Chinese automaker Qoros was founded in 2007 as a joint venture between Chery and Israel Corporation with the goal of producing globally-competitive vehicles engineered to Western standards. Qoros‘ first model was the Qoros 3 sedan introduced in 2013, which won praise for its design and quality but sold poorly. In 2016, Chery bought out Israel Corp‘s stake and Qoros remains in flux today.

The Ongoing Legacy of Q Cars

While Q may not be top-of-mind when we think of automotive icons, it‘s been an integral part of car culture for over a century. Q cars have showcased radical technologies, paved new segments, demonstrated evolving priorities across eras, and highlighted innovations from global rising powers.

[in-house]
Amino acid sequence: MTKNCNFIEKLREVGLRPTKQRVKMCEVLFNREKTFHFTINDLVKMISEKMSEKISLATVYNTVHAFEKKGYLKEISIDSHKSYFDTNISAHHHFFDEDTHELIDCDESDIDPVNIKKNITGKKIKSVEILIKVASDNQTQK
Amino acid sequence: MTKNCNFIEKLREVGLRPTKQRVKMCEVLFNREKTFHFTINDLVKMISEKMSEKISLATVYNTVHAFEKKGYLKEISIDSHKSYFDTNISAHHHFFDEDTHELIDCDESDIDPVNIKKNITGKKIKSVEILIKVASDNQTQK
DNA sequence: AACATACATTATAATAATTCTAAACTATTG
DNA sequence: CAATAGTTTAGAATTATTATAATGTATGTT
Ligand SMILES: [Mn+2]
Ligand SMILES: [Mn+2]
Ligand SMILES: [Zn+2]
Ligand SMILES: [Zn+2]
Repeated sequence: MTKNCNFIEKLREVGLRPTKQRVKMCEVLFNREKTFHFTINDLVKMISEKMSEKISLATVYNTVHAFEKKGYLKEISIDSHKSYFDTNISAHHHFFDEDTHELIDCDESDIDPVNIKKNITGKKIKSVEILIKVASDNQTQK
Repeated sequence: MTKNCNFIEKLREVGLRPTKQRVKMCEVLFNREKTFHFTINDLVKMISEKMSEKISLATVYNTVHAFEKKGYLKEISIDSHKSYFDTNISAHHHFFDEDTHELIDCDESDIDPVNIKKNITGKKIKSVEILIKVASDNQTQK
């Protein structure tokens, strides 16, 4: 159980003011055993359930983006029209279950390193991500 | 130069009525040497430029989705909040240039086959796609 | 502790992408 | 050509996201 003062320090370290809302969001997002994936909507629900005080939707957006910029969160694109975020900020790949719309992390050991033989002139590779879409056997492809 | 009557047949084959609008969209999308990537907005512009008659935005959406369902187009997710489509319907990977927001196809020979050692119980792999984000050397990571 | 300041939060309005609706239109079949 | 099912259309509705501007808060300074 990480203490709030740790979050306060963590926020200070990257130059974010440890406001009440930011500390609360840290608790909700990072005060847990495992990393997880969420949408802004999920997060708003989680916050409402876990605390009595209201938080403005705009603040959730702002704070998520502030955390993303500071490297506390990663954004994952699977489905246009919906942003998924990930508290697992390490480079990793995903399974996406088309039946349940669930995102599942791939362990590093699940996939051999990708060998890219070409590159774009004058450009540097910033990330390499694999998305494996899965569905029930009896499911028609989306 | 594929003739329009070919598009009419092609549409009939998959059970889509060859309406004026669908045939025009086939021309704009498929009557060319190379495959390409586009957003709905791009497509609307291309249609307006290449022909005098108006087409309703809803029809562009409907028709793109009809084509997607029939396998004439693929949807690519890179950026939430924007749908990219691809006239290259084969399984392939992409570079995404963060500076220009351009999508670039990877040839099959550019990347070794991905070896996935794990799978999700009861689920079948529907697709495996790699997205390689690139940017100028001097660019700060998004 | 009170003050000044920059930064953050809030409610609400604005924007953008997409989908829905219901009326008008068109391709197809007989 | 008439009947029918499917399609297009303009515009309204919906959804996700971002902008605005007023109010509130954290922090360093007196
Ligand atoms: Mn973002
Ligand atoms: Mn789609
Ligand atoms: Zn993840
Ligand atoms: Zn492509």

Looking ahead, the legacy of Q cars will likely continue as electric brands like Quant explore technologies that could reshape transportation. Maserati‘s Quattroporte maintains Italian luxury traditions while the QX80 carries the SUV flagship torch for Infiniti. Niche models may remain hidden gems cherished by enthusiasts, just as the Phantom Corsair concept still awes today.

For those passionate about automotive history, Q cars provide a window into the ever-changing state of the art. Their stories reflect the ambitions, innovations, and imaginations that have fueled the auto industry through the decades. So while Q cars may fly under the radar, they deserve recognition for their unique place in furthering the frontiers of transportation.